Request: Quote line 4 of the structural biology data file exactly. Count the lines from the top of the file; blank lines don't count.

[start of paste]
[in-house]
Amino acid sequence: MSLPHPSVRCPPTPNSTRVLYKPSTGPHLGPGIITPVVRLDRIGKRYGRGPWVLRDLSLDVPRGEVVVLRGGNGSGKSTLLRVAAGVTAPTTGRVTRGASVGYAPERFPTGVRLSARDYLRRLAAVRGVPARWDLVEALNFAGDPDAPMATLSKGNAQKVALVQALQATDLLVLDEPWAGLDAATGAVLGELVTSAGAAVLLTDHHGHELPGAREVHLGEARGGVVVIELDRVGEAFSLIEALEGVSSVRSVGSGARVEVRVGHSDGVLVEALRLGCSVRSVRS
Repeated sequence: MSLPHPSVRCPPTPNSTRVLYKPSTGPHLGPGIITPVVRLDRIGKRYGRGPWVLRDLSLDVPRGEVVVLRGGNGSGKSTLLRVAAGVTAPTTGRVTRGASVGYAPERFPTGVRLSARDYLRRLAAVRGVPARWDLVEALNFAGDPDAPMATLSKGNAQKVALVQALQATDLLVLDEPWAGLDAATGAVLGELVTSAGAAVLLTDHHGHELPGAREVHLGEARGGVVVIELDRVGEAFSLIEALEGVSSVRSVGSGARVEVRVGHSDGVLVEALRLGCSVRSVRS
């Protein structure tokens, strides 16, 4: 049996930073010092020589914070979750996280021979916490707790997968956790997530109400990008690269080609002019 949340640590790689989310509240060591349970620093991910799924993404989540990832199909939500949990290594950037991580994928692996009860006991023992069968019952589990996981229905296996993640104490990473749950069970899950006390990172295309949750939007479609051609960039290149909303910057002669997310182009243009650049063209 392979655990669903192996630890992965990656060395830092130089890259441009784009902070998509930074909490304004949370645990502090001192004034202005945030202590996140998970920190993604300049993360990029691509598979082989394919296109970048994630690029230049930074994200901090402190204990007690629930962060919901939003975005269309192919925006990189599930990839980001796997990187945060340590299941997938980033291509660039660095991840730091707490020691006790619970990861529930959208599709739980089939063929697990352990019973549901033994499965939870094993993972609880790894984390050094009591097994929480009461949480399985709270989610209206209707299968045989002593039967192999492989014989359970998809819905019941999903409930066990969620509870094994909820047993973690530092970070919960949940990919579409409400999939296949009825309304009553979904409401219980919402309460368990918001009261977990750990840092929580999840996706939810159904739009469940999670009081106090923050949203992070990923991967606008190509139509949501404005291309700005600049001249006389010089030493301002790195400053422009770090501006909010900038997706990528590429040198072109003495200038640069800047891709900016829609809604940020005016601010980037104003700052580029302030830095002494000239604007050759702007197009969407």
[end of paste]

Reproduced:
């Protein structure tokens, strides 16, 4: 049996930073010092020589914070979750996280021979916490707790997968956790997530109400990008690269080609002019 949340640590790689989310509240060591349970620093991910799924993404989540990832199909939500949990290594950037991580994928692996009860006991023992069968019952589990996981229905296996993640104490990473749950069970899950006390990172295309949750939007479609051609960039290149909303910057002669997310182009243009650049063209 392979655990669903192996630890992965990656060395830092130089890259441009784009902070998509930074909490304004949370645990502090001192004034202005945030202590996140998970920190993604300049993360990029691509598979082989394919296109970048994630690029230049930074994200901090402190204990007690629930962060919901939003975005269309192919925006990189599930990839980001796997990187945060340590299941997938980033291509660039660095991840730091707490020691006790619970990861529930959208599709739980089939063929697990352990019973549901033994499965939870094993993972609880790894984390050094009591097994929480009461949480399985709270989610209206209707299968045989002593039967192999492989014989359970998809819905019941999903409930066990969620509870094994909820047993973690530092970070919960949940990919579409409400999939296949009825309304009553979904409401219980919402309460368990918001009261977990750990840092929580999840996706939810159904739009469940999670009081106090923050949203992070990923991967606008190509139509949501404005291309700005600049001249006389010089030493301002790195400053422009770090501006909010900038997706990528590429040198072109003495200038640069800047891709900016829609809604940020005016601010980037104003700052580029302030830095002494000239604007050759702007197009969407």